What do you live for? What would you die for?

“What are you willing to die for? Because you’re doing it right now.” Those fourteen words on Twitter set Dewitt Jones to thinking. Jones is one of the most creative photographer-writer-thinkers we are blessed with today.

Surprisingly, he said he had never really thought about it. And in giving it thought he comes to a belief that he’s a seeker of beauty. His photography demonstrates this in spades. He’s one who shares beauty. He decided to post a photo a day on his Facebook page with a commentary that reveals beauty.

Jones’ column in Outdoor Photographer led me to reflect on the same question. But I’ve considered this question many times before. What am I willing to die for? It’s occurred to me when I was gathering stories in places where circumstances were risky and the outcome wasn’t quite certain. I recall having to sign a release to climb aboard a UN flight into Mogadishu years ago. The release made clear the destination was unsafe, that I was aware of the risks, and I would not hold the UN accountable in any way in the event of my death. That focuses your mind rather clearly.

As we landed and prepared to depart the plane, a guy from Oklahoma working for the U.S. government put on a flak jacket. More focus.

My takeaway from Jones’ wonderful column is that there are things we live for and things we’re prepared to die for. And it’s good to know what they are.

I’ve always told myself in dicey situations that I’d rather die telling a good story than from a heart attack while waiting in line for a Big Mac.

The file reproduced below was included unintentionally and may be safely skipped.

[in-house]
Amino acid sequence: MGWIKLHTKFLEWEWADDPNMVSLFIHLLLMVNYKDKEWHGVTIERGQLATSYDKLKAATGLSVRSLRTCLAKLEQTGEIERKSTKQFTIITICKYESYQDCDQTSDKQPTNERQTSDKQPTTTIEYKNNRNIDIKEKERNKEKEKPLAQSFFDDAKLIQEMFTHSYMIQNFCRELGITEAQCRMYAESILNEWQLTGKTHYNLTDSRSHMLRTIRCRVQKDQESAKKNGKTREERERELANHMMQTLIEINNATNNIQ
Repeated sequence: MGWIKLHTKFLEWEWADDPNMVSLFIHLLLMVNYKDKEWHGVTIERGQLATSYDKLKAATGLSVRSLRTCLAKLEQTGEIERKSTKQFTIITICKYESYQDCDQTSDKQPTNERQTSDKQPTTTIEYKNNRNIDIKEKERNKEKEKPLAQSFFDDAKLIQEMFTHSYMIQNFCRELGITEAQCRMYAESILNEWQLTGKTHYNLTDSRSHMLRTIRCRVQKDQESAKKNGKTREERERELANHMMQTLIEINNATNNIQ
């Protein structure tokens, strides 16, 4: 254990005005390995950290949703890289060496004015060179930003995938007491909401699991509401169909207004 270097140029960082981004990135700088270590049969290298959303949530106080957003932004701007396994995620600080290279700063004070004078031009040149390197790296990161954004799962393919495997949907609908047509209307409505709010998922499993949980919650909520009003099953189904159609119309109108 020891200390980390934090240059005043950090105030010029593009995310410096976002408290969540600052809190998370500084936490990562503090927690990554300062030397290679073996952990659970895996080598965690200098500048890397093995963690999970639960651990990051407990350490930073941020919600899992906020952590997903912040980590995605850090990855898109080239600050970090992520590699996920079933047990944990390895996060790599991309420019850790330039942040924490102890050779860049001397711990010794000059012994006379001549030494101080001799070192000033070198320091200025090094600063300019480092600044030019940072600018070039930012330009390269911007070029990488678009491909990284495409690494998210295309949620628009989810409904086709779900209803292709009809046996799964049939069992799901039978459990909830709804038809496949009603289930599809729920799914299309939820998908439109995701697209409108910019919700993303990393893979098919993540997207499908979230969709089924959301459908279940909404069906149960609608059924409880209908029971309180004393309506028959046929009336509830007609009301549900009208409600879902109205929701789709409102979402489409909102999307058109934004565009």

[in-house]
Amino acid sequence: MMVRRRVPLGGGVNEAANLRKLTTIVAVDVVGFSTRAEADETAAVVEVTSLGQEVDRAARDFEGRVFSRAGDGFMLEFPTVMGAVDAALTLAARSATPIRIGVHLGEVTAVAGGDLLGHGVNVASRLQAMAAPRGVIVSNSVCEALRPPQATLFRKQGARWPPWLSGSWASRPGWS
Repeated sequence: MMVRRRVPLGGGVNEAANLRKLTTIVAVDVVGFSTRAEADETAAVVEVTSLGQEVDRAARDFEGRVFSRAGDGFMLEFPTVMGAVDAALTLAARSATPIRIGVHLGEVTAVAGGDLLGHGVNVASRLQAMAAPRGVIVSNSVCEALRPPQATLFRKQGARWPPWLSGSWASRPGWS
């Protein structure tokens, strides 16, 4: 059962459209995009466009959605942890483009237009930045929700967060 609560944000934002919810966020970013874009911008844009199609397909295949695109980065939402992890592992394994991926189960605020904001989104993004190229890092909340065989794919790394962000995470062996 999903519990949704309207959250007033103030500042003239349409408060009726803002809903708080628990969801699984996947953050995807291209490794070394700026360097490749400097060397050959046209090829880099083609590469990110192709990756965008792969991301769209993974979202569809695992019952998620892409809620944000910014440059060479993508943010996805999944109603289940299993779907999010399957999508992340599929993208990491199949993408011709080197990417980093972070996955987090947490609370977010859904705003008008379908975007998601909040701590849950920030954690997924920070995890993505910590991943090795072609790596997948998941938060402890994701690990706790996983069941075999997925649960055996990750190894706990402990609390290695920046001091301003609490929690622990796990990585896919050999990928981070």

Storytelling is a act of faith. It’s an attempt to connect, to bridge the distance that sometimes causes us to forget that we’re all in this world together, and that we have more in common than we realize.

When we discover our shared humanity we understand life differently. If we are wise, we see other perspectives and understand both our differences as well as our similarities. We discover our shared humanity.

Annette Simmons writes that a good story simplifies our world into something that we feel like we can understand.

To live in this world we must find meaning and purpose. Stories help us to discover who we are in relationship to others, what is important and what gives us meaning. From this we can find our purpose and seek to live more fruitfully.

For Jones it’s finding, capturing and sharing beauty daily. For some of us, it’s telling stories. For others, it’s a myriad of interesting, exciting and challenging pursuits. And the answer doesn’t have to be found faraway, it’s as close as we wish to pursue in our daily lives right where we are.

For me an exciting paradox lies in the question, “What are you willing to die for?” The paradox is this: when we discover what we’re willing to die for, we also discover what we’re willing to live for.

Thank goodness for beauty and for stories that guide us on the journey.

What are you willing to die for? What are you living for? These are wonderful, fascinating and exciting questions to pursue. And thank you Mr. Jones for putting them before us.

4 Responses to “What do you live for? What would you die for?”

  1. Rich Buckley November 30, 2011 at 4:15 pm #

    Whatever it would be, by the time I got their I would likely be a coward and try and find a way out.

  2. Russ December 2, 2011 at 10:58 am #

    My kids. No hesitation.

  3. Isabel Gomez June 9, 2012 at 12:57 am #

    Also at what age ? In your 40′ s you might still be looking for somethig to die for. At my age ( 75 ) You just want to stay alive.

  4. Kim Shockley July 16, 2012 at 2:37 pm #

    Many years ago my father found a statement made in a photography magazine by Dewitt Jones that also had significant impact on our family: “Great peace lies at the center of personal insignificance.” How interesting that he is still sharing such profound and life-changing ideas!

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